Senior departures at Tangible: CEO John Baker and Dish editor Lisa Morton moving on

Tangible Media chief executive John Baker and Dish editor Lisa Morton have announced their resignation to staff at the media company.

“Leaving now is mostly about where my partner Lisa and I find ourselves personally,” Baker says. “My kids are adults and making their own way in the world and that has enabled a shift of priorities. This has motivated a reset and a desire to shift our horizons.”

After eight years in senior roles at Tangible, Baker also believes the time had come to pass the baton onto someone else.

“There was a risk of organisational fatigue and I wanted to exit before that became an issue,” he says.

Baker has been in the publishing game a long time, joining AGM Publishing in 1992 in advertising sales before serving as the general manager between 1998 and 2003, then going on to launch Jones Publishing with Julian Andrews. 

In 2008, Jones was acquired by the Image Centre Group (ICG), and Baker transitioned into a directorial role at what became known as Tangible Media. 

Initially holding the dual positions of director of content marketing and publisher of consumer media, Baker was promoted to lead the entire publishing business at ICG in August 2015.

Like Baker, Morton was also part of the Jones crew that shifted across to Tangible Media at the time of the merger.

Acting as creative director, Morton took over the editorial reins at Dish magazine in 2014 following the departure of Victoria Wells. She also took over the role of associate publisher.

During her three years at the helm, she has led the title to numerous gongs at the MPA Awards, including best magazine in the home and food category for two consecutive years.   

At this stage, neither Baker nor Morton have secured new roles elsewhere, opting instead to travel before settling into the daily grind.

“I have no specific plans as yet,” Baker says. “My belief is that developing a covert alternative plan could be destructive for the business and limiting. This made the decision to announce our resignations and use that as an opportunity to see what might be next. We are both open about what that might mean and even what country.”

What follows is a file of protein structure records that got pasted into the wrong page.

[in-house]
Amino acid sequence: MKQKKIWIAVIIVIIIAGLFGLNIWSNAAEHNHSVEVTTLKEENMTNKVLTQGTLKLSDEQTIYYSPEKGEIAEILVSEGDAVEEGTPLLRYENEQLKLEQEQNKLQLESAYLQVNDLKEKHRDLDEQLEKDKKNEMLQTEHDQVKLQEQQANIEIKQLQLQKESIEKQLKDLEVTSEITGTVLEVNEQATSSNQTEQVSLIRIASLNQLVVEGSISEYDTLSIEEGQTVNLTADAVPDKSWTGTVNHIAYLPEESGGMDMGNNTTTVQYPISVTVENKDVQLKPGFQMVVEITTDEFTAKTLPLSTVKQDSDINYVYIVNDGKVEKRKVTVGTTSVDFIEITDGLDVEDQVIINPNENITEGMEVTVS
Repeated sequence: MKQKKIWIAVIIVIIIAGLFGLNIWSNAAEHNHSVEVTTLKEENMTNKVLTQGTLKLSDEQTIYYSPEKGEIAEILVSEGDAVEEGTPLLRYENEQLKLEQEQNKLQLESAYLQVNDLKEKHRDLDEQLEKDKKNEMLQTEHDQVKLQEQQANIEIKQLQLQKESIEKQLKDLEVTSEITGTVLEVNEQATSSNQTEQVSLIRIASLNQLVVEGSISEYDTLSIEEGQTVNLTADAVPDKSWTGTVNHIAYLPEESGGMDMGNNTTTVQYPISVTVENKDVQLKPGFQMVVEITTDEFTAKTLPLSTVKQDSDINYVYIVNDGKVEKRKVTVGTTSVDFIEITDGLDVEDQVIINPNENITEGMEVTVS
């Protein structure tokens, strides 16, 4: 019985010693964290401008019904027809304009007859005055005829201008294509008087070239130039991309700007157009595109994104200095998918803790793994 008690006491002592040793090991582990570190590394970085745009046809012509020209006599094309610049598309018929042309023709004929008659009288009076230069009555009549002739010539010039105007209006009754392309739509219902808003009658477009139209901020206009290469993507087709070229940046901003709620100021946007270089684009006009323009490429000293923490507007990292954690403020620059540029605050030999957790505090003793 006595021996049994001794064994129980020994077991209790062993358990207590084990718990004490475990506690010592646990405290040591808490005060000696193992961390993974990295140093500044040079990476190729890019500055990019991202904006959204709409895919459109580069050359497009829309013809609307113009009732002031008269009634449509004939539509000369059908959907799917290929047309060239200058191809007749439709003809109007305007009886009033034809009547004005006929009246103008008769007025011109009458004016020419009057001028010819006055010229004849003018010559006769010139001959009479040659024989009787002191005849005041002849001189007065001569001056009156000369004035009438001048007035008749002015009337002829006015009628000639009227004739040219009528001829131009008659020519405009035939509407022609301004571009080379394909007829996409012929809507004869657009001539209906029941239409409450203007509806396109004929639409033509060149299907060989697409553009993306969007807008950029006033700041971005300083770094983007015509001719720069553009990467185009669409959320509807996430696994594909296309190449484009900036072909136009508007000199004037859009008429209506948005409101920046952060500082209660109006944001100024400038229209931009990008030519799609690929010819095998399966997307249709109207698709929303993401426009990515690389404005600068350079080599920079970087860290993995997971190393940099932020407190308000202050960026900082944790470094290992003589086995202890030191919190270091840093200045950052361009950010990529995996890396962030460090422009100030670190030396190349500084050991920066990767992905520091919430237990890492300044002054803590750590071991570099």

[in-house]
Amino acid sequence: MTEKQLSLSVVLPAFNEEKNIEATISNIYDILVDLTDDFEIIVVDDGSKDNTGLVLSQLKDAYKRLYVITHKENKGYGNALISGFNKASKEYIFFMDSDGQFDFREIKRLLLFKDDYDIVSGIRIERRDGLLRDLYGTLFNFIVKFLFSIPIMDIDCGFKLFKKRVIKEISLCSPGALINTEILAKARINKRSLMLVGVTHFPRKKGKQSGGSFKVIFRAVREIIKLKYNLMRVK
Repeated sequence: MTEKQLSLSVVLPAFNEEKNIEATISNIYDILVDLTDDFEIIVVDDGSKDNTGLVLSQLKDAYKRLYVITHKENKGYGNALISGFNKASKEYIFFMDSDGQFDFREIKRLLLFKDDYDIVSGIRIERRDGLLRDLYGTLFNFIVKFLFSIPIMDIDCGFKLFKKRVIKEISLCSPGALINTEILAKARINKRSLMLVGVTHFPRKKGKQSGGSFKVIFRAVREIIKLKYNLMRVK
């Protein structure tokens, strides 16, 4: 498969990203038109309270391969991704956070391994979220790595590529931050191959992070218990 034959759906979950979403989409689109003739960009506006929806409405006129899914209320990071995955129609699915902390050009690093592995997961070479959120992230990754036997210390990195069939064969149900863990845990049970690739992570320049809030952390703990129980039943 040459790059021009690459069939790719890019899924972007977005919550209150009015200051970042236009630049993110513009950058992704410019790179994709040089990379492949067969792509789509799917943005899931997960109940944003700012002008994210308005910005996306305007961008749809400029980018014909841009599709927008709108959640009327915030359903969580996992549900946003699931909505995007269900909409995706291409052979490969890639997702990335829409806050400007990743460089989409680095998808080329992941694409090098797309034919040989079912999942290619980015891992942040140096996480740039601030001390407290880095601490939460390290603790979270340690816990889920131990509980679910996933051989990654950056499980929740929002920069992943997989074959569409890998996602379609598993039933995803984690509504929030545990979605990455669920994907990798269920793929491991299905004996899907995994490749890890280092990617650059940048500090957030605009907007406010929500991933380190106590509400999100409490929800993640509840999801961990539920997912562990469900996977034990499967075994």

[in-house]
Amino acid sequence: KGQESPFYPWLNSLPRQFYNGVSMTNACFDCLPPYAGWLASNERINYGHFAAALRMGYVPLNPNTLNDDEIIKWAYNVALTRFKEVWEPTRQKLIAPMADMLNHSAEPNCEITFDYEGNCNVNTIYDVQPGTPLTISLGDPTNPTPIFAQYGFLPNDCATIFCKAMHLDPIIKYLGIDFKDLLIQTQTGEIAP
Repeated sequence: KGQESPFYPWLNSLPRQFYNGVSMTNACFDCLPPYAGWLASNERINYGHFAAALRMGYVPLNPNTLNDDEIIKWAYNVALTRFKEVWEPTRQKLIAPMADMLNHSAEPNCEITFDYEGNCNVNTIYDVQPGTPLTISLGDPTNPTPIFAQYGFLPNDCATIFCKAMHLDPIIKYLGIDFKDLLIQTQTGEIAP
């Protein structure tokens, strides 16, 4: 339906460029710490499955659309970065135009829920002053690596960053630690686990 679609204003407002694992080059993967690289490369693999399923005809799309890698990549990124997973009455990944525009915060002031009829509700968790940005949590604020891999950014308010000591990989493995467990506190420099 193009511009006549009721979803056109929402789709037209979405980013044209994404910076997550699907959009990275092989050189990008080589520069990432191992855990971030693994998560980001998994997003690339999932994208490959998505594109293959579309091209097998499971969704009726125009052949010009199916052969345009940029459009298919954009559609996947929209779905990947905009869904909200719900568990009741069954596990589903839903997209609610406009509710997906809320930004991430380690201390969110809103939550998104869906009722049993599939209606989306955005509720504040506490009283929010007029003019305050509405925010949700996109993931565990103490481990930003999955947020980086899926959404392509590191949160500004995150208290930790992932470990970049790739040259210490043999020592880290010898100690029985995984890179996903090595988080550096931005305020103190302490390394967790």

While the loss of Baker’s experience will certainly be felt at Tangible Media, he believes that his departure creates an opportunity for the next generation of leaders to step up at the company.

“I think it’s reasonable to assume [editorial director of business titles]Ben Fahy and [editorial director of women’s lifestyle]Melissa Gardi will take on greater leadership responsibility. They both deserve that opportunity,” he says.

Beyond Gardi and Fahy, Baker also sees the opportunity for the rest of the team to develop their careers within the strategic framework of the business.    

“I reckon we have figured out the ‘why’. There’s a really great platform for others to build on given that Tangible has had its best year ever by a significant margin,” he says.

But getting to this stage wasn’t easy. The Global Financial Crisis of 2008 wreaked havoc on the magazine industry, and Tangible certainly didn’t make it through unscathed.

Looking back, Baker now counts the recovery after those tough years as one of the highlights of his career.

“Granted, there is some work to do yet, but what we collectively achieved has been transformational,” he says. “I would like to believe that Tangible has led the innovation conversation in magazine media over the last few years, particularly in digital, and become the market leader in the owned media space.”

Baker has been a major proponent in New Zealand of coupling editorial skills with commercial opportunities.

“If we aren’t journalistically/editorially/design led, we are nothing. But this doesn’t make us less commercial or sales focussed, quite the contrary,” he says.

Habitat (with Resene), Little Treasures (with Asaleo), Toast (with Liquorland) and the more recent Reward (with Loyalty NZ) are all examples of Baker’s philosophy coming to fruition in this regard.

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He is an ardent believer in the fact that the storytelling skills honed in the making of magazines and websites can be used to assist brands to better engage with their target markets. And while he expects there to still be a few print casualties across the broader industry in the future, he doesn’t feel that this is reflective of the continued relevance—or irrelevance—of magazines.

“There has always been volatility in media brands and like every other part of the economy, that volatility will accelerate,” he says.

“On the plus side, though, I hold firm to the belief that magazine media companies are best placed to build communities around ideas, activities and topics that resonate deeply with people. That gives me a great deal of confidence in the future of our category. Whether individual titles fold or not is entirely a function of markets. It is not a function of the contemporary relevance of magazines.”

But for the foreseeable future, those are some of the issues that he can take a little respite from as he travels with Morton around Europe.     

Disclosure of interest: StopPress is part of the ICG group.     

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